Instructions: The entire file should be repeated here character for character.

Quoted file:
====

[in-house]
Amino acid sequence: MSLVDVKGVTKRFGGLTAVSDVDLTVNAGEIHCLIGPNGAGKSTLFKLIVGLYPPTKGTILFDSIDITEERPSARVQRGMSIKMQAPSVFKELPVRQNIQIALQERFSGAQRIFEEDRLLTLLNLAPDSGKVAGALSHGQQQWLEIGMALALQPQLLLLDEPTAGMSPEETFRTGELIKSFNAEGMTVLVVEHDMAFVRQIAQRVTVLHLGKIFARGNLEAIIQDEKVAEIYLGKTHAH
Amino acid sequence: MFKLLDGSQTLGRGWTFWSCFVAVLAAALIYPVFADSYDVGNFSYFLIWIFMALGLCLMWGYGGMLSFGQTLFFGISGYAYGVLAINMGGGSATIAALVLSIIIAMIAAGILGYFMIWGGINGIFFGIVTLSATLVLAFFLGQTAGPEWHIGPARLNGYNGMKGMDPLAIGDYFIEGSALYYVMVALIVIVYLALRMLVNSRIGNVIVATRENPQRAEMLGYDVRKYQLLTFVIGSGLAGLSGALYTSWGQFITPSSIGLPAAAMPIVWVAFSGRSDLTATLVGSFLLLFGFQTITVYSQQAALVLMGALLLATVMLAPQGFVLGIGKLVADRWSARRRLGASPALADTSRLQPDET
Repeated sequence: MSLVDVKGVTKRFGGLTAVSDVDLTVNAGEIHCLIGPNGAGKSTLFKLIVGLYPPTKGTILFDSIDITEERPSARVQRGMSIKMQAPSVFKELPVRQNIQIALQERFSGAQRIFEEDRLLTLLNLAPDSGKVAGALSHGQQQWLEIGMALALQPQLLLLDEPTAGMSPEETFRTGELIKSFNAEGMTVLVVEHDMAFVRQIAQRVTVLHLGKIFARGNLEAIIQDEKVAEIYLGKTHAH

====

[in-house]
Amino acid sequence: MSLVDVKGVTKRFGGLTAVSDVDLTVNAGEIHCLIGPNGAGKSTLFKLIVGLYPPTKGTILFDSIDITEERPSARVQRGMSIKMQAPSVFKELPVRQNIQIALQERFSGAQRIFEEDRLLTLLNLAPDSGKVAGALSHGQQQWLEIGMALALQPQLLLLDEPTAGMSPEETFRTGELIKSFNAEGMTVLVVEHDMAFVRQIAQRVTVLHLGKIFARGNLEAIIQDEKVAEIYLGKTHAH
Amino acid sequence: MFKLLDGSQTLGRGWTFWSCFVAVLAAALIYPVFADSYDVGNFSYFLIWIFMALGLCLMWGYGGMLSFGQTLFFGISGYAYGVLAINMGGGSATIAALVLSIIIAMIAAGILGYFMIWGGINGIFFGIVTLSATLVLAFFLGQTAGPEWHIGPARLNGYNGMKGMDPLAIGDYFIEGSALYYVMVALIVIVYLALRMLVNSRIGNVIVATRENPQRAEMLGYDVRKYQLLTFVIGSGLAGLSGALYTSWGQFITPSSIGLPAAAMPIVWVAFSGRSDLTATLVGSFLLLFGFQTITVYSQQAALVLMGALLLATVMLAPQGFVLGIGKLVADRWSARRRLGASPALADTSRLQPDET
Repeated sequence: MSLVDVKGVTKRFGGLTAVSDVDLTVNAGEIHCLIGPNGAGKSTLFKLIVGLYPPTKGTILFDSIDITEERPSARVQRGMSIKMQAPSVFKELPVRQNIQIALQERFSGAQRIFEEDRLLTLLNLAPDSGKVAGALSHGQQQWLEIGMALALQPQLLLLDEPTAGMSPEETFRTGELIKSFNAEGMTVLVVEHDMAFVRQIAQRVTVLHLGKIFARGNLEAIIQDEKVAEIYLGKTHAH